The Los Angeles Lakers buried a nine-game losing streak at the hands of the Atlanta Hawks on Sunday night in a 132-113 win. As Los Angeles took steps to move forward, there was something else trying to drag them back. Controversial comments were again made by Lavar Ball regarding Luke Walton’s coaching style. Though Walton responded to the claims with a dignified answer, several players responded including Ball’s son Lonzo. "I’ll play for anyone,” Lonzo said.
After a tough 4-3 loss at the hands of the Nashville Predators on Saturday night, the Los Angeles Kings took a two-game losing streak into their by week. The Kings are still in the hunt for a playoff spot however they Kings tried to overcome the deficit with goals from Tyler Toffoli, Adrian Kempe, and Trevor Lewis. “I think we’ve done some good things,” Tanner Pearson said.
Â Former Wisconsin Badgers' star Nigel Hayes took another step in his achieving his dream when he signed a 10-day contract with the Los Angeles LakersLOS ANGELES.-- Former Wisconsin Badgers' star Nigel Hayes took another step in his achieving his dream when he signed a 10-day contract with the Los Angeles Lakers. Hayes played in 30 games for the Westchester Knicks of the NBA's G-League this season. Hayes averaged 14.6 points per game, and 6.6 rebounds per game.
Muck Rack makes it simple to find people, tweets, or articles that mention any name, keyword, company, hashtag etc. We've compiled this guide to help you make the most of your search.
Selecting a term
Start searching tweets, articles from media outlets, articles mentioned in tweets, journalists'
names, titles and bios with some suggested searches:
Companies or Topics (e.g. iPhone, Microsoft)
Phrases (e.g. "cloud computing") — use quotes to keep the terms together
Twitter handles (e.g. @username) — returns those who have mentioned or replied to
Names (e.g. "David Pogue")
Hashtags (e.g. #sxsw, #london2012)
Bio details (e.g. vegan, Olympics, father)
Muck Rack's Advanced Search allows for many boolean operators.
Find results that mention multiple specified terms, use AND or
+. For example, ensure each result contains both Elon Musk and Mark Zuckerberg by
searching Musk AND Zuckerberg or Musk + Zuckerberg.
Use the operators OR or , to broaden your search when you'd like either of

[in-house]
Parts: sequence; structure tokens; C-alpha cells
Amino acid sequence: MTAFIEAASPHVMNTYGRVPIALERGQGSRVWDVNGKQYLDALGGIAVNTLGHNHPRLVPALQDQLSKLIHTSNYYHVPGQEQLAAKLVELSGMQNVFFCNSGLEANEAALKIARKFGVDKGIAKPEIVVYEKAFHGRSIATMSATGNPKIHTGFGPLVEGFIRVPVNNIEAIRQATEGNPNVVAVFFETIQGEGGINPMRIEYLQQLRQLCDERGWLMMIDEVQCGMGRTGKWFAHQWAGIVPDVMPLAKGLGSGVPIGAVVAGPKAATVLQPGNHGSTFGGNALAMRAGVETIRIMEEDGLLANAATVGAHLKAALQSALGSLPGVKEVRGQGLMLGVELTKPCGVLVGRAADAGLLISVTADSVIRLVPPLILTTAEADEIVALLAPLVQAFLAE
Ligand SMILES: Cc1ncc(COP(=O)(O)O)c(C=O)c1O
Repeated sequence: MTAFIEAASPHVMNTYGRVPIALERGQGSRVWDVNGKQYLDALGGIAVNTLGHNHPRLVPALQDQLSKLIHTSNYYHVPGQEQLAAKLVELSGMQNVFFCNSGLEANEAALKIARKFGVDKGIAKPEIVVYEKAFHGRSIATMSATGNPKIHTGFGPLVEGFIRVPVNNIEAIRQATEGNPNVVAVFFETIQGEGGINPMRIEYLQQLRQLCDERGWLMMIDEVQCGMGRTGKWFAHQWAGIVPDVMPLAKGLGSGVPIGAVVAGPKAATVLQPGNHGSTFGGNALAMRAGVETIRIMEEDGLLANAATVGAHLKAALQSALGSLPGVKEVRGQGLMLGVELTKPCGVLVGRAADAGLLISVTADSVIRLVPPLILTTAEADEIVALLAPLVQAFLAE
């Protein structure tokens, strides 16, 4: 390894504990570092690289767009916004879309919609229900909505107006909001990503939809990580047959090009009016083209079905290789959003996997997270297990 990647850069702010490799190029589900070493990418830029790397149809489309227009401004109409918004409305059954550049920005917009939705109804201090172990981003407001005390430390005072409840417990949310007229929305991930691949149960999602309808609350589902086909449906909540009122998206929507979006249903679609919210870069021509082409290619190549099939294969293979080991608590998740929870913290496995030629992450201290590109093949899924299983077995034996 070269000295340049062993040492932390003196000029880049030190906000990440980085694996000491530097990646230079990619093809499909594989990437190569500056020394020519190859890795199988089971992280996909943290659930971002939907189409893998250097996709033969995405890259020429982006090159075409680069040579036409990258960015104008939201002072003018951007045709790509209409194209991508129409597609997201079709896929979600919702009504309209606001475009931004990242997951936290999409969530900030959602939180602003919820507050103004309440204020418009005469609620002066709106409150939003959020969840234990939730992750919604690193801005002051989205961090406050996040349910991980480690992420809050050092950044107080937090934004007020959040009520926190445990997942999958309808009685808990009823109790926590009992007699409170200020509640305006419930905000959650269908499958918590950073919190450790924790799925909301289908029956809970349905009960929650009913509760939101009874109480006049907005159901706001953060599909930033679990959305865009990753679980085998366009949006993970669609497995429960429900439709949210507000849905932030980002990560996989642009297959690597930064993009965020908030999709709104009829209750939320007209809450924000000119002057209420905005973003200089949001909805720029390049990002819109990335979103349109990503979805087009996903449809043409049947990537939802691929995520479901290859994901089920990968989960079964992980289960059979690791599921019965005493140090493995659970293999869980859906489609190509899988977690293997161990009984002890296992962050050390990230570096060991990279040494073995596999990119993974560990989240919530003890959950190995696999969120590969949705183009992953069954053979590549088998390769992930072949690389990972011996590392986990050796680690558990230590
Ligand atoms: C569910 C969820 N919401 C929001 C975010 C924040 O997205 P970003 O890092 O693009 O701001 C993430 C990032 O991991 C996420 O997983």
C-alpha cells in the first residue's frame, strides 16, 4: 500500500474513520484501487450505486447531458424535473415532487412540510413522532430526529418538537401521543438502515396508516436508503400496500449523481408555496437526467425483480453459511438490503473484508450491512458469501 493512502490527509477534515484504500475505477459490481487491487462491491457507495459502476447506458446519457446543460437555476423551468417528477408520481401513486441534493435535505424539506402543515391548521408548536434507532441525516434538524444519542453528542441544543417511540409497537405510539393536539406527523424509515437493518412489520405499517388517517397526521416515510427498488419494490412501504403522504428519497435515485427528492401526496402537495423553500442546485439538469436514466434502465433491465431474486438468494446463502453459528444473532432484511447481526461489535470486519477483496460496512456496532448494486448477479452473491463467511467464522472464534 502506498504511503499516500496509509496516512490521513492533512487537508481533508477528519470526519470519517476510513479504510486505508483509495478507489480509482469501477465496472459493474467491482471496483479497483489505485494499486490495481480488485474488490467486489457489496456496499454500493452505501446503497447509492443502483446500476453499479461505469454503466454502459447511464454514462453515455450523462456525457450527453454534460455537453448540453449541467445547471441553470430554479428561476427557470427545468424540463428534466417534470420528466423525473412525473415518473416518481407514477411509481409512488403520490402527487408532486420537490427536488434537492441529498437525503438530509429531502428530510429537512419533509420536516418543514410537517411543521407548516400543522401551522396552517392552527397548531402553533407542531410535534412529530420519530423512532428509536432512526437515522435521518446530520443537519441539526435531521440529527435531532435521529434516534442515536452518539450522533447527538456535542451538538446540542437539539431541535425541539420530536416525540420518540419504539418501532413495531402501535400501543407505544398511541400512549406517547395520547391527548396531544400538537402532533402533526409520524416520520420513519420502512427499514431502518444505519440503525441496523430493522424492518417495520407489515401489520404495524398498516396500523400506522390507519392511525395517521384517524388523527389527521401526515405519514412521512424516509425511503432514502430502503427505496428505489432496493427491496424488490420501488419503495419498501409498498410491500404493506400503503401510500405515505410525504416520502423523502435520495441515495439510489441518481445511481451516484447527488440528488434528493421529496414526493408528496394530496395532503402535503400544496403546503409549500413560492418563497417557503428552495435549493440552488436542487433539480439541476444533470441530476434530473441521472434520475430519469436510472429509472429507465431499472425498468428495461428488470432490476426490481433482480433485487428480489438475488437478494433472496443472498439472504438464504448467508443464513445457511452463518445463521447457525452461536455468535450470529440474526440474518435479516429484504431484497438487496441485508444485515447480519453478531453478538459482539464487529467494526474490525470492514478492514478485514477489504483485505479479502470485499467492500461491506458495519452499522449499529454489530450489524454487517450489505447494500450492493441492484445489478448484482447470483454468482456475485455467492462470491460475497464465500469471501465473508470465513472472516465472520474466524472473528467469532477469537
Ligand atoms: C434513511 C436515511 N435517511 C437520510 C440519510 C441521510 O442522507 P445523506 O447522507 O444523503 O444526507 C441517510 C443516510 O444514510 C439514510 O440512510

multiple terms to appear in results. (This is the default behavior of our search when no operators
are used). For example, results will contain either cake or cookie by searching cake OR cookie or cake,cookie
Use NOT or - to subtract results from your search. For
example, searching Disney will yield results about the Walt Disney Company as well as Walt Disney
World Resort. To exclude mentions of Disney World, search for Disney -World or Disney
When using one of these operators with a phrase, enclose it in quotation marks. For example, you can
find results about smartphones excluding Apple's iPhone 4S by searching smartphone -"iPhone
Exact case matching or punctuation
If you're searching for a brand name or keyword that relies on specific punctuation marks or capitalization, you can
find results that match your exact query by adding matchcase: before the keyword you're searching for, like matchcase:E*TRADE .
Use parentheses to separate multiple
boolean phrases. For example, to find journalists talking about having fun in Disney World or
Disneyland, search for ("disney world" OR disneyland) AND fun.
An asterisk can be used to search for any variation of a root word truncated by the asterisk. For example, searching for admin* will return results for administrator, administration, administer, administered, etc.
A near operator is an AND operator where you can control the distance between the words. You can vary the distance the near operation uses by adding a forward slash and number (between 0-99) such as strawberries NEAR/10 "whipped cream", which means the strawberries must exist within 10 words of "whipped cream".